×
You will be redirected back to your article in seconds

Song For A Raggy Boy

Director Aisling Walsh for the most part brings an admirably even-handed approach to brutal material in "Song For a Raggy Boy," adapted from Cork writer Patrick Galvin's autobiographical account of the contradiction between piety and cruelty in an Irish-Catholic boy's reform school.

With:
William Franklin - Aidan Quinn Brother John - Iain Glenn Brother Mac - Marc Warren Brother Tom - Dudley Sutton Father Damian - Alan Devlin Brother Whelan - Stuart Graham Liam Mercier - John Travers Patrick Delaney - Chris Newman

Director Aisling Walsh for the most part brings an admirably even-handed approach to brutal material in “Song For a Raggy Boy,” adapted from Cork writer Patrick Galvin’s autobiographical account of the contradiction between piety and cruelty in an Irish-Catholic boy’s reform school. While it’s compromised by intrusive flashbacks, a heavy-handed score and a conclusion that opts for movie-ish uplift over muted resolution, the sober realism that prevails in many other aspects of the film makes this an absorbing, affecting drama that could score modest theatrical play in addition to wider attention in festival and TV slots.

Coming on the heels of “The Magdalene Sisters,” Walsh’s film represents a male counterpart to director Peter Mullan’s Venice fest winner about wayward Irish girls in a convent-prison. While it’s more conventional and no match for the earlier film’s incisive characters or searing attack on Church hypocrisy, “Raggy Boy” nonetheless taps a rich vein of pathos.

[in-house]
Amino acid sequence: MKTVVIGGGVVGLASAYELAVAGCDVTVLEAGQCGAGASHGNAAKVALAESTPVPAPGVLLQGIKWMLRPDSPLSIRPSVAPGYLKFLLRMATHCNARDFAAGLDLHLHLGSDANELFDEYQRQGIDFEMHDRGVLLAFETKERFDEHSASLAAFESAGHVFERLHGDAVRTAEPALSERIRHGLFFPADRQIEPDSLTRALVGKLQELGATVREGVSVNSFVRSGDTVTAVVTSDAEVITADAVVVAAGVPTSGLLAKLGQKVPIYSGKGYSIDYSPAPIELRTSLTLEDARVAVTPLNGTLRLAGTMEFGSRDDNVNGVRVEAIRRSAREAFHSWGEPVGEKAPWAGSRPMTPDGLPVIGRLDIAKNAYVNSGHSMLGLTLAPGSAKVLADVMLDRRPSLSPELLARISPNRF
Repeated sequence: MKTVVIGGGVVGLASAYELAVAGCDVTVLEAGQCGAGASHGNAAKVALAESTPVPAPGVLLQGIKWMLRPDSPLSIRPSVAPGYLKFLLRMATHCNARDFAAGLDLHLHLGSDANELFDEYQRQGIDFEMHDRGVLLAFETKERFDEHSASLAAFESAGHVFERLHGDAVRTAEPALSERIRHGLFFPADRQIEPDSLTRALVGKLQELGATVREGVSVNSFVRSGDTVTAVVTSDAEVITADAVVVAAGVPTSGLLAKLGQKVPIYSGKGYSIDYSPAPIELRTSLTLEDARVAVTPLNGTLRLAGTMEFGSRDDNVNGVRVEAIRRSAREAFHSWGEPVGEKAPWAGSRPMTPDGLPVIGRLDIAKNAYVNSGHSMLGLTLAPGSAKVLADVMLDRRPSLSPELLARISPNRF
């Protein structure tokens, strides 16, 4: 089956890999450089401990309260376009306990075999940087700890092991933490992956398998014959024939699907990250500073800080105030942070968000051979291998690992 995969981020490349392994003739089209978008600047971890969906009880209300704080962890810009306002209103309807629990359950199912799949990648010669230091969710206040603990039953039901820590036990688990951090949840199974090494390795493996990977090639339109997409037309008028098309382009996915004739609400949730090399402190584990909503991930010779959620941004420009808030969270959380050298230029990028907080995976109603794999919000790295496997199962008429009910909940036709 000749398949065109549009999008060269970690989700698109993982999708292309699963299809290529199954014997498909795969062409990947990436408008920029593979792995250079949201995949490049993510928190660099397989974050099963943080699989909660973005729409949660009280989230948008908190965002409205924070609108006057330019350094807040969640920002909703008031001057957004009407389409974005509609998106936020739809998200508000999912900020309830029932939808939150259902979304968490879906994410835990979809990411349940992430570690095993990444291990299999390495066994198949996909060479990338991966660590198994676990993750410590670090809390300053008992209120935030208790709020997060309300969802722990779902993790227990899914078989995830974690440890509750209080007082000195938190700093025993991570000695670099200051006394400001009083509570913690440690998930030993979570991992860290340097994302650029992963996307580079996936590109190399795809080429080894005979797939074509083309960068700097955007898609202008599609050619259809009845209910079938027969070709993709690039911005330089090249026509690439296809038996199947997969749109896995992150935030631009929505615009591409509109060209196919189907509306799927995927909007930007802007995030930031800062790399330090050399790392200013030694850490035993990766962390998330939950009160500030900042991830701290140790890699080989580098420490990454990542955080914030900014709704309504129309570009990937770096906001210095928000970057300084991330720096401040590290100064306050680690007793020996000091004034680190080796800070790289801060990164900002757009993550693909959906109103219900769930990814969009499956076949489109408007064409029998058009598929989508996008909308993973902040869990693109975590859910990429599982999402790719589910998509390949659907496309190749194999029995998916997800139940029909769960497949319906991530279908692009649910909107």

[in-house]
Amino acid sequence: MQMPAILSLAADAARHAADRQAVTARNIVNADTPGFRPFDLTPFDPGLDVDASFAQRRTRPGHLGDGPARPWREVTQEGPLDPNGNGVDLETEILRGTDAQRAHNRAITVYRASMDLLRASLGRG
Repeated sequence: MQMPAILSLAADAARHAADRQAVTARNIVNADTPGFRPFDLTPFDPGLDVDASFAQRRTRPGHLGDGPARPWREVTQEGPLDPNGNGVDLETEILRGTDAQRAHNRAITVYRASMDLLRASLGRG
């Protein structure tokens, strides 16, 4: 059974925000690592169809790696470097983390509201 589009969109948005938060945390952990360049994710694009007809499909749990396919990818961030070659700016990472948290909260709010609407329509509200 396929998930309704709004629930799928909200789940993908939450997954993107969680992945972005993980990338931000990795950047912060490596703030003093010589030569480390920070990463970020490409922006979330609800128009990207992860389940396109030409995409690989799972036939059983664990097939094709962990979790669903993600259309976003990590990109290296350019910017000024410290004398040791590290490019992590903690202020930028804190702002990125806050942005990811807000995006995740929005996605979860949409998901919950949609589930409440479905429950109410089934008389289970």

Returning to Ireland in 1939 stigmatized as a socialist after fighting with the Republicans in the Spanish Civil War, William Franklin (Aidan Quinn) takes a teaching job as the only non-cleric on staff at St. Jude’s, named for the Patron Saint of lost causes. He immediately clashes with disciplinarian Brother John (Iain Glen), who advises him the boys — mostly in their early teens — are degenerate creatures to be addressed by their inmate numbers.

Slowly breaking through their barriers of distrust, Franklin forges a kinship with the mostly illiterate truants, thieves and often blameless abandoned kids in his charge. He is particularly drawn to Mercier (John Travers), a plucky boy whose intelligence and questioning nature often are interpreted as rebelliousness.

Intervening to stop Brother John’s vicious punishment of the boys for every minor infraction, Franklin makes a powerful enemy in the priest. As the lay teacher works with the lads to instill a sense of achievement, self-worth, future possibility and freedom, Brother John intensifies his regime of fear, coming down increasingly hard on the boys and identifying in Mercier a means to strike back at Franklin.

While the screenplay judiciously avoids blanket accusations by confining the truly sadistic behavior to one priest, the film underlines the moral fragility of the Church. Authority figures choose not to see what goes on within the school’s walls or are aware of the brutality but too weak-willed to challenge the way discipline is maintained.